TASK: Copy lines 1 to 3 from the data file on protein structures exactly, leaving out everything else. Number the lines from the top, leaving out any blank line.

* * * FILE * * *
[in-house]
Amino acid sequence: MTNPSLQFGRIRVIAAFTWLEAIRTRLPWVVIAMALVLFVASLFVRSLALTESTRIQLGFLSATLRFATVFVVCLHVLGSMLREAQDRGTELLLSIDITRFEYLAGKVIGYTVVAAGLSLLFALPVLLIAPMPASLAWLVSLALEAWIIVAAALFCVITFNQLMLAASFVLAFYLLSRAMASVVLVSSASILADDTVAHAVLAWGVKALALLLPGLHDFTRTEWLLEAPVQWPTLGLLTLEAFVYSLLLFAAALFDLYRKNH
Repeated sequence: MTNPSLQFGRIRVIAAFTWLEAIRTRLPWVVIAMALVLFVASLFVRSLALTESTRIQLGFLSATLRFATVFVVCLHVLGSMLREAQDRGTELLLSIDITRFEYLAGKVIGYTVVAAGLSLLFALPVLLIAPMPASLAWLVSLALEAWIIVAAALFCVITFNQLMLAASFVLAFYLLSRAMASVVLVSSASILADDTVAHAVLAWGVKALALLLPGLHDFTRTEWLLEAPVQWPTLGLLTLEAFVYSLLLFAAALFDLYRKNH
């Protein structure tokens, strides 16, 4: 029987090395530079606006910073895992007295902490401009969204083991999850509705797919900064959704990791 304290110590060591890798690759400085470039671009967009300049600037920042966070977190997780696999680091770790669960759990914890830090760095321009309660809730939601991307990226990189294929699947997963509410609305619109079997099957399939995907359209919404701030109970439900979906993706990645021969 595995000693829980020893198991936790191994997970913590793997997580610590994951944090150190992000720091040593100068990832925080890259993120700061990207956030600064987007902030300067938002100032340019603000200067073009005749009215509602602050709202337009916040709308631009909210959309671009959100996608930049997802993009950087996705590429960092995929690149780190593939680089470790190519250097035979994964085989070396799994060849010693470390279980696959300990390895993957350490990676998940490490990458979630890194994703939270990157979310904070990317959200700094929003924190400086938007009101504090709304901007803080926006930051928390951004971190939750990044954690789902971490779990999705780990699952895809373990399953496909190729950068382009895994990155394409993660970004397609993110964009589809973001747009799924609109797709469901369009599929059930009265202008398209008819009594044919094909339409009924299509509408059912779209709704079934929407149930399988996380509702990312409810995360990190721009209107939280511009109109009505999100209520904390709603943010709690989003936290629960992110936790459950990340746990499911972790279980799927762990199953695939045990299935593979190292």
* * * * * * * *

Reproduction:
[in-house]
Amino acid sequence: MTNPSLQFGRIRVIAAFTWLEAIRTRLPWVVIAMALVLFVASLFVRSLALTESTRIQLGFLSATLRFATVFVVCLHVLGSMLREAQDRGTELLLSIDITRFEYLAGKVIGYTVVAAGLSLLFALPVLLIAPMPASLAWLVSLALEAWIIVAAALFCVITFNQLMLAASFVLAFYLLSRAMASVVLVSSASILADDTVAHAVLAWGVKALALLLPGLHDFTRTEWLLEAPVQWPTLGLLTLEAFVYSLLLFAAALFDLYRKNH
Repeated sequence: MTNPSLQFGRIRVIAAFTWLEAIRTRLPWVVIAMALVLFVASLFVRSLALTESTRIQLGFLSATLRFATVFVVCLHVLGSMLREAQDRGTELLLSIDITRFEYLAGKVIGYTVVAAGLSLLFALPVLLIAPMPASLAWLVSLALEAWIIVAAALFCVITFNQLMLAASFVLAFYLLSRAMASVVLVSSASILADDTVAHAVLAWGVKALALLLPGLHDFTRTEWLLEAPVQWPTLGLLTLEAFVYSLLLFAAALFDLYRKNH